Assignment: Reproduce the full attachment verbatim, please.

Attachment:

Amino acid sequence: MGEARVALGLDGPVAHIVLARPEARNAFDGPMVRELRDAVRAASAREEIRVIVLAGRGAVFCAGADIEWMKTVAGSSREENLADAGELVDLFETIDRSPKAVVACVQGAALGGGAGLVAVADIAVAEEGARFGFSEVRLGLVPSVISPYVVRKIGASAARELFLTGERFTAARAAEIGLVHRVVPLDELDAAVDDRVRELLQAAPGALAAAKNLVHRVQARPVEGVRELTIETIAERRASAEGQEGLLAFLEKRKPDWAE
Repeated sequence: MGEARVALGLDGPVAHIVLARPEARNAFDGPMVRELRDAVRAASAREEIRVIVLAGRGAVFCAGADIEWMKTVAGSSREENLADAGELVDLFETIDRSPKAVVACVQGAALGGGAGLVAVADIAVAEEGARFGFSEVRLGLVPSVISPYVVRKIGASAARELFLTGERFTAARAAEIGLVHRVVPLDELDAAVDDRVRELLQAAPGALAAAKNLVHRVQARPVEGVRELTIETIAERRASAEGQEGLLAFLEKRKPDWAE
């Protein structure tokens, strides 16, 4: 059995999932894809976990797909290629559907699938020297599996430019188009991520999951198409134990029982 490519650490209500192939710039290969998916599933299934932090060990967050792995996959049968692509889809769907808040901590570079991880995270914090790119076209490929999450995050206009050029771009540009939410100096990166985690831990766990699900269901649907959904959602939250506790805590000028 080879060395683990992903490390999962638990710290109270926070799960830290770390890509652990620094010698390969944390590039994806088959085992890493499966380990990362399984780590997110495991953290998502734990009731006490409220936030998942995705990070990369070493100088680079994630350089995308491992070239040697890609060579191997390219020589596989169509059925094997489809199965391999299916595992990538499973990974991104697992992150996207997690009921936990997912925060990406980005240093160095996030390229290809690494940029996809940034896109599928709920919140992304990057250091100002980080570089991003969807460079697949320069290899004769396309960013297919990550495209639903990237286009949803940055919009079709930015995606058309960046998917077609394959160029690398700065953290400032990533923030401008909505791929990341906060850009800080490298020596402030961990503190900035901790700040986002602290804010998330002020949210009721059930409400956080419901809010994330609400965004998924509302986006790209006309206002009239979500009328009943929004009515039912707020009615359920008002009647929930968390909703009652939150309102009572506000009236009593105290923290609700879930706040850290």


Amino acid sequence: MGEARVALGLDGPVAHIVLARPEARNAFDGPMVRELRDAVRAASAREEIRVIVLAGRGAVFCAGADIEWMKTVAGSSREENLADAGELVDLFETIDRSPKAVVACVQGAALGGGAGLVAVADIAVAEEGARFGFSEVRLGLVPSVISPYVVRKIGASAARELFLTGERFTAARAAEIGLVHRVVPLDELDAAVDDRVRELLQAAPGALAAAKNLVHRVQARPVEGVRELTIETIAERRASAEGQEGLLAFLEKRKPDWAE
Repeated sequence: MGEARVALGLDGPVAHIVLARPEARNAFDGPMVRELRDAVRAASAREEIRVIVLAGRGAVFCAGADIEWMKTVAGSSREENLADAGELVDLFETIDRSPKAVVACVQGAALGGGAGLVAVADIAVAEEGARFGFSEVRLGLVPSVISPYVVRKIGASAARELFLTGERFTAARAAEIGLVHRVVPLDELDAAVDDRVRELLQAAPGALAAAKNLVHRVQARPVEGVRELTIETIAERRASAEGQEGLLAFLEKRKPDWAE
């Protein structure tokens, strides 16, 4: 059995999932894809976990797909290629559907699938020297599996430019188009991520999951198409134990029982 490519650490209500192939710039290969998916599933299934932090060990967050792995996959049968692509889809769907808040901590570079991880995270914090790119076209490929999450995050206009050029771009540009939410100096990166985690831990766990699900269901649907959904959602939250506790805590000028 080879060395683990992903490390999962638990710290109270926070799960830290770390890509652990620094010698390969944390590039994806088959085992890493499966380990990362399984780590997110495991953290998502734990009731006490409220936030998942995705990070990369070493100088680079994630350089995308491992070239040697890609060579191997390219020589596989169509059925094997489809199965391999299916595992990538499973990974991104697992992150996207997690009921936990997912925060990406980005240093160095996030390229290809690494940029996809940034896109599928709920919140992304990057250091100002980080570089991003969807460079697949320069290899004769396309960013297919990550495209639903990237286009949803940055919009079709930015995606058309960046998917077609394959160029690398700065953290400032990533923030401008909505791929990341906060850009800080490298020596402030961990503190900035901790700040986002602290804010998330002020949210009721059930409400956080419901809010994330609400965004998924509302986006790209006309206002009239979500009328009943929004009515039912707020009615359920008002009647929930968390909703009652939150309102009572506000009236009593105290923290609700879930706040850290």